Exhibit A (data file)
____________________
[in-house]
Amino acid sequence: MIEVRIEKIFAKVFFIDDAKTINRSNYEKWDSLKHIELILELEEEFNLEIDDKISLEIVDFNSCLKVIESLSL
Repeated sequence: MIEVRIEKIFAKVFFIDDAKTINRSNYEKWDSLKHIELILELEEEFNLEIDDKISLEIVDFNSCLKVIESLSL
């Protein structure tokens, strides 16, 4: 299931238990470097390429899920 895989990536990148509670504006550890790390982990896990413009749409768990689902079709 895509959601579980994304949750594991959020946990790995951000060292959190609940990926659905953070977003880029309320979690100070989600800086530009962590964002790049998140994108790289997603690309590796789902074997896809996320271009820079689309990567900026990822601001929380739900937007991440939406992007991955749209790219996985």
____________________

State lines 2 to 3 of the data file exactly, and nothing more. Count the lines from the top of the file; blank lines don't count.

Amino acid sequence: MIEVRIEKIFAKVFFIDDAKTINRSNYEKWDSLKHIELILELEEEFNLEIDDKISLEIVDFNSCLKVIESLSL
Repeated sequence: MIEVRIEKIFAKVFFIDDAKTINRSNYEKWDSLKHIELILELEEEFNLEIDDKISLEIVDFNSCLKVIESLSL